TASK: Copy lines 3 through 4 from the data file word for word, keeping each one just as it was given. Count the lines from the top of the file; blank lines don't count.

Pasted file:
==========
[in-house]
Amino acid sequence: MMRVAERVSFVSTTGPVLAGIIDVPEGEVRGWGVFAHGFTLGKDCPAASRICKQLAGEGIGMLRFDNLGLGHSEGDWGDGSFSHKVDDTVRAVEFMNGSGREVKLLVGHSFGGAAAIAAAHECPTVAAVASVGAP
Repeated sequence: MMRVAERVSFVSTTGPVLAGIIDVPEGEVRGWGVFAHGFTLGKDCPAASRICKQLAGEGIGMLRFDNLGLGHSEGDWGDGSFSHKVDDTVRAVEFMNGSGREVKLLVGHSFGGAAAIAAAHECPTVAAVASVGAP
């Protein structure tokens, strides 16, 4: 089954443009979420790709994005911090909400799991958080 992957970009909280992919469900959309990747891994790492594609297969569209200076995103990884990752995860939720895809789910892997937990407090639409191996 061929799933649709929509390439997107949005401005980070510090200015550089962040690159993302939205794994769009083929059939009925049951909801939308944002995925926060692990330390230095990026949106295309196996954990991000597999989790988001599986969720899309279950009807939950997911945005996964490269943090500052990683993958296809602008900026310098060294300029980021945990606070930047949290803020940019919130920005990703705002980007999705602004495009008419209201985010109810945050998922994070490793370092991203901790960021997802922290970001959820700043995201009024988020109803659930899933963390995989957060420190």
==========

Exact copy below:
Repeated sequence: MMRVAERVSFVSTTGPVLAGIIDVPEGEVRGWGVFAHGFTLGKDCPAASRICKQLAGEGIGMLRFDNLGLGHSEGDWGDGSFSHKVDDTVRAVEFMNGSGREVKLLVGHSFGGAAAIAAAHECPTVAAVASVGAP
């Protein structure tokens, strides 16, 4: 089954443009979420790709994005911090909400799991958080 992957970009909280992919469900959309990747891994790492594609297969569209200076995103990884990752995860939720895809789910892997937990407090639409191996 061929799933649709929509390439997107949005401005980070510090200015550089962040690159993302939205794994769009083929059939009925049951909801939308944002995925926060692990330390230095990026949106295309196996954990991000597999989790988001599986969720899309279950009807939950997911945005996964490269943090500052990683993958296809602008900026310098060294300029980021945990606070930047949290803020940019919130920005990703705002980007999705602004495009008419209201985010109810945050998922994070490793370092991203901790960021997802922290970001959820700043995201009024988020109803659930899933963390995989957060420190």